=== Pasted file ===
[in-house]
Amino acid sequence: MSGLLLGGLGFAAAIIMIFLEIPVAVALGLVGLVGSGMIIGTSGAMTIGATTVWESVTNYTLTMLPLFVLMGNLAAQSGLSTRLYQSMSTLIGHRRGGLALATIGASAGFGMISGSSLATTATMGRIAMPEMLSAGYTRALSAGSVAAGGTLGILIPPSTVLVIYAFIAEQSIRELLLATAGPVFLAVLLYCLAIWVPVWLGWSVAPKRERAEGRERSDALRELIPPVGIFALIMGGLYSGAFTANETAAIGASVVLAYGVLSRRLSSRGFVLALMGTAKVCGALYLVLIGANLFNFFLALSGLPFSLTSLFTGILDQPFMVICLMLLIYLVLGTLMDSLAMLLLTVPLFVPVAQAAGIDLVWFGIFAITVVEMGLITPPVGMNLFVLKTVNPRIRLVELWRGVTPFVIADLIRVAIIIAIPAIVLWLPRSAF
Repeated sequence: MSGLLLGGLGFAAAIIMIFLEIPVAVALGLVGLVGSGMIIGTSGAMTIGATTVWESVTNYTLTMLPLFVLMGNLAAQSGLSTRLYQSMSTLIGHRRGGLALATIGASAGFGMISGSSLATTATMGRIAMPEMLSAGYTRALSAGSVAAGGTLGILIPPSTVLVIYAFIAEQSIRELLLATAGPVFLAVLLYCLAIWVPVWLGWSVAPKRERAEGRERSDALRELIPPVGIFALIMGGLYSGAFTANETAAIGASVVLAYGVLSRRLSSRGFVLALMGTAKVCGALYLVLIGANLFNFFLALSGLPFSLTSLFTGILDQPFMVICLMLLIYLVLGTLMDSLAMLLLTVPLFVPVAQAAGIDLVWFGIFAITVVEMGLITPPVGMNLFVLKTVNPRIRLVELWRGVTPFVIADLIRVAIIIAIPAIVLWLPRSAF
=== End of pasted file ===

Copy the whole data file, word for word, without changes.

[in-house]
Amino acid sequence: MSGLLLGGLGFAAAIIMIFLEIPVAVALGLVGLVGSGMIIGTSGAMTIGATTVWESVTNYTLTMLPLFVLMGNLAAQSGLSTRLYQSMSTLIGHRRGGLALATIGASAGFGMISGSSLATTATMGRIAMPEMLSAGYTRALSAGSVAAGGTLGILIPPSTVLVIYAFIAEQSIRELLLATAGPVFLAVLLYCLAIWVPVWLGWSVAPKRERAEGRERSDALRELIPPVGIFALIMGGLYSGAFTANETAAIGASVVLAYGVLSRRLSSRGFVLALMGTAKVCGALYLVLIGANLFNFFLALSGLPFSLTSLFTGILDQPFMVICLMLLIYLVLGTLMDSLAMLLLTVPLFVPVAQAAGIDLVWFGIFAITVVEMGLITPPVGMNLFVLKTVNPRIRLVELWRGVTPFVIADLIRVAIIIAIPAIVLWLPRSAF
Repeated sequence: MSGLLLGGLGFAAAIIMIFLEIPVAVALGLVGLVGSGMIIGTSGAMTIGATTVWESVTNYTLTMLPLFVLMGNLAAQSGLSTRLYQSMSTLIGHRRGGLALATIGASAGFGMISGSSLATTATMGRIAMPEMLSAGYTRALSAGSVAAGGTLGILIPPSTVLVIYAFIAEQSIRELLLATAGPVFLAVLLYCLAIWVPVWLGWSVAPKRERAEGRERSDALRELIPPVGIFALIMGGLYSGAFTANETAAIGASVVLAYGVLSRRLSSRGFVLALMGTAKVCGALYLVLIGANLFNFFLALSGLPFSLTSLFTGILDQPFMVICLMLLIYLVLGTLMDSLAMLLLTVPLFVPVAQAAGIDLVWFGIFAITVVEMGLITPPVGMNLFVLKTVNPRIRLVELWRGVTPFVIADLIRVAIIIAIPAIVLWLPRSAF